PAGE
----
xml:space="preserve">
xml:space="preserve">
Advertisement
Advertisement

Maryland firm joins effort to test plasma-derived coronavirus treatment

Emergent BioSolutions has been enlisted by the federal officials to expedite work on a treatment for COVID-19, the disease caused by the coronavirus.

The Gaithersburg-based firm, which has two manufacturing plants in Baltimore, is working on a human plasma-derived therapy for use in critically ill patients and people at high risk. The plasma is taken from blood donations of people who have recovered from the disease and have produced antibodies that can be used by the immune system to tackle invaders.

Advertisement

Plasma-based treatments have been used for years, and there are separate efforts underway to develop its use for COVID-19 at Johns Hopkins University, in Chinese labs and elsewhere. Emergent is also working on another potential treatment made from the plasma of immunized horses.

The Biomedical Advanced Research and Development Authority, a federal health agency, awarded Emergent a $14.5 million grant for the work. The new potential plasma treatment will use an Emergent platform established in partnership with BARDA for anthrax and smallpox vaccine complications.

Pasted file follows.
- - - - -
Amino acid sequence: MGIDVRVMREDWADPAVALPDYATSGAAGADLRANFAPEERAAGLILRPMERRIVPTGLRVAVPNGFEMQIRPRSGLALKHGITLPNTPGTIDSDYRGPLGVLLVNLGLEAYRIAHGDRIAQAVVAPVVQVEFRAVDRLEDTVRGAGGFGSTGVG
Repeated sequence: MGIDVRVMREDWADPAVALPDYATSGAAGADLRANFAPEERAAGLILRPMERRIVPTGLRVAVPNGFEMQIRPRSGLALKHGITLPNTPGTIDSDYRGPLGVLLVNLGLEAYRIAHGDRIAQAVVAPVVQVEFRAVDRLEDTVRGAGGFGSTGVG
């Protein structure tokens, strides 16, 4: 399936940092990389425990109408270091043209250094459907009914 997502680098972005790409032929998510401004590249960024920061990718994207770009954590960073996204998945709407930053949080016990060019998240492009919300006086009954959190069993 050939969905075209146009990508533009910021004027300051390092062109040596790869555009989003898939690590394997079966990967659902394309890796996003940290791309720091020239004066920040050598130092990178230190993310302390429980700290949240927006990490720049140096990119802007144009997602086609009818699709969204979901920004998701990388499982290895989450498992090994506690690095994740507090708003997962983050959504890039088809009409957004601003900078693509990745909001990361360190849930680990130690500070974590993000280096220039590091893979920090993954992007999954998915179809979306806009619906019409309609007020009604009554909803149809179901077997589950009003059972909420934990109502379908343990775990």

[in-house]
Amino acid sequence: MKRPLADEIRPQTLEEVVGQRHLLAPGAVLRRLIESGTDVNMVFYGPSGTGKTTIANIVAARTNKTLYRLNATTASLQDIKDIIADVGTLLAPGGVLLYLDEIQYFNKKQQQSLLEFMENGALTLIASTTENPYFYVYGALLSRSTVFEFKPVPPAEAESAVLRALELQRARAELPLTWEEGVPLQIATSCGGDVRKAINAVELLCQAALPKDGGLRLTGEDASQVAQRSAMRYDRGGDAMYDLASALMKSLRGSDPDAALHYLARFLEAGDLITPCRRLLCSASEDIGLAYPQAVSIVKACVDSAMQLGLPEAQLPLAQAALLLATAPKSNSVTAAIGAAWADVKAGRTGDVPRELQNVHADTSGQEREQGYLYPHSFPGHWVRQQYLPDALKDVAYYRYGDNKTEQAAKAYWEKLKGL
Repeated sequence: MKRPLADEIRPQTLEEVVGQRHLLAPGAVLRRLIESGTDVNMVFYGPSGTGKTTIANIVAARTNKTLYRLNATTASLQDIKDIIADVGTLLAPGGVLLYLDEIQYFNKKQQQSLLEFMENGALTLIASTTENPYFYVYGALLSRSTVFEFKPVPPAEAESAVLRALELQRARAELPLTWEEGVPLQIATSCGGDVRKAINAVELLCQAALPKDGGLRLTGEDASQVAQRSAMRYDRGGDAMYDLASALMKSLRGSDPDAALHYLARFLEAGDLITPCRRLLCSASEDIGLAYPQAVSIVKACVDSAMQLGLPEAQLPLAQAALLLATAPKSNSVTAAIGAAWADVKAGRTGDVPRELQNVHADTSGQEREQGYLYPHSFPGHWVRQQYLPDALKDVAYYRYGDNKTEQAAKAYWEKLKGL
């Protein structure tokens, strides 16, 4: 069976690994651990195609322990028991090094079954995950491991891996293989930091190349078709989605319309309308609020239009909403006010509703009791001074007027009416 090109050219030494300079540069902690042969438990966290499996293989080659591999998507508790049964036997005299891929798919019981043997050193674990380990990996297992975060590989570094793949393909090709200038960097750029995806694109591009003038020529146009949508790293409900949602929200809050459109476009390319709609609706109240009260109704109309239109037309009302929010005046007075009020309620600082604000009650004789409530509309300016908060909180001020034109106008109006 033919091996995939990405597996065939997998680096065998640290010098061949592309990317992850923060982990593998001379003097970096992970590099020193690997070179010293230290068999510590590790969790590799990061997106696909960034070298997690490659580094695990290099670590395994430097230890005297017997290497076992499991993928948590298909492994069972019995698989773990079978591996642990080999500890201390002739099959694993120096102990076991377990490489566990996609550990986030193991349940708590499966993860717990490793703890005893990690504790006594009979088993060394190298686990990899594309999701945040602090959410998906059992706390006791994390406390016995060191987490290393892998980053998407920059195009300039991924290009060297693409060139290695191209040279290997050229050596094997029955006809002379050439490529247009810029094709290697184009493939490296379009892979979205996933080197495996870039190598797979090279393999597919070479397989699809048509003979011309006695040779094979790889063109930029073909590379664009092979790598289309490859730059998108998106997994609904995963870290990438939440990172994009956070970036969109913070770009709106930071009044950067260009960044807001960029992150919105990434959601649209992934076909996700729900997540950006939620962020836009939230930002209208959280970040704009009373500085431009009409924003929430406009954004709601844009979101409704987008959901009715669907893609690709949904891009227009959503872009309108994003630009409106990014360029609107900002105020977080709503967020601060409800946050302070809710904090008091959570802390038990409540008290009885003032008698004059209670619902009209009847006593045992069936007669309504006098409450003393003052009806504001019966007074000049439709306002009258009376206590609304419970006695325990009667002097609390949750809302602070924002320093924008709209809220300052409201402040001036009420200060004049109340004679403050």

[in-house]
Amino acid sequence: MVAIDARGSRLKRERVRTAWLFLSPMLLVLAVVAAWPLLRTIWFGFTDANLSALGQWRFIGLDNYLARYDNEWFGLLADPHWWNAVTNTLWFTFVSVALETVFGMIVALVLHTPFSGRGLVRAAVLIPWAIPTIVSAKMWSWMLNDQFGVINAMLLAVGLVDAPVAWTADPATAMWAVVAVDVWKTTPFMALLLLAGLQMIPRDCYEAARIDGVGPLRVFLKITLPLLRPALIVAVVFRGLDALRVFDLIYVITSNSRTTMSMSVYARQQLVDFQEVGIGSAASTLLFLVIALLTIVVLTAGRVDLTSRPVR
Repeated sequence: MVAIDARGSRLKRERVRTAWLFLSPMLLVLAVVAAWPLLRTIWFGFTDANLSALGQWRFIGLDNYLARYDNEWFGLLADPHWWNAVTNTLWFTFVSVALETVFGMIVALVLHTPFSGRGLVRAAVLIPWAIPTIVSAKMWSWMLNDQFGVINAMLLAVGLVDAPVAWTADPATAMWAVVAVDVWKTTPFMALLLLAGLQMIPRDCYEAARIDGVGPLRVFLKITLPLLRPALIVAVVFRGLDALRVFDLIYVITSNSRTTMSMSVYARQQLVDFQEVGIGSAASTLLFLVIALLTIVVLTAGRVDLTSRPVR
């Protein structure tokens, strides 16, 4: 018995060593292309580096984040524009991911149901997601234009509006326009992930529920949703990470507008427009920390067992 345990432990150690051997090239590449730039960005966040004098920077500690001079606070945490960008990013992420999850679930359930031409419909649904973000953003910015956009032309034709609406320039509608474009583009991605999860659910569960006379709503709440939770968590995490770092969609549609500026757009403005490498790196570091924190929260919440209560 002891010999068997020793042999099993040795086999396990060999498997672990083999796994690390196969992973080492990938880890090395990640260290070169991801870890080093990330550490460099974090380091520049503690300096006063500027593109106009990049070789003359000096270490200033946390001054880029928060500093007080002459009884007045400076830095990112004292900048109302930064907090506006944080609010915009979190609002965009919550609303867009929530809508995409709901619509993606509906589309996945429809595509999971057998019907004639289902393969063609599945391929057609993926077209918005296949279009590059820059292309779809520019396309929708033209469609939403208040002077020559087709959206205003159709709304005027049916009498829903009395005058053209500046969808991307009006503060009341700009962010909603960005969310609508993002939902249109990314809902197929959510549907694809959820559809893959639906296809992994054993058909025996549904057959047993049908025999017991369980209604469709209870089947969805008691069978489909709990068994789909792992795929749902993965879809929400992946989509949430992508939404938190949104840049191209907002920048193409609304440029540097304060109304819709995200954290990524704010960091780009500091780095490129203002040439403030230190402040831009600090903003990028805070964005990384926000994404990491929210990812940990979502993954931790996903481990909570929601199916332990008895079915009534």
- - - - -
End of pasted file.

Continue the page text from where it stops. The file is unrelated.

Advertisement
Advertisement

“In the current pandemic scenario where no preventative or therapeutic options for COVID-19 are available, public-private partnerships such as this are essential to the rapid development of medical interventions," Emergent President and CEO Robert G. Kramer Sr. said in a statement.

Emergent is also manufacturing two potential vaccines for the disease in its Baltimore plants.

Once a potential plasma-based therapy is developed, it will be put into human trials by the National Institute of Allergy and Infectious Diseases. Emergent already has begun screening and collection of human plasma. The plasma will be purified and concentrated during manufacturing.

“Treatments for hospitalized COVID-19 patients are urgently needed to save lives in this severe pandemic,” said BARDA Director Rick Bright in a statement. “We are working with partners in industry and across the government, including engaging long-standing ... partners, to make safe, effective treatments available as quickly as possible.”

Advertisement
Advertisement
Advertisement
Advertisement
Advertisement
Advertisement
Advertisement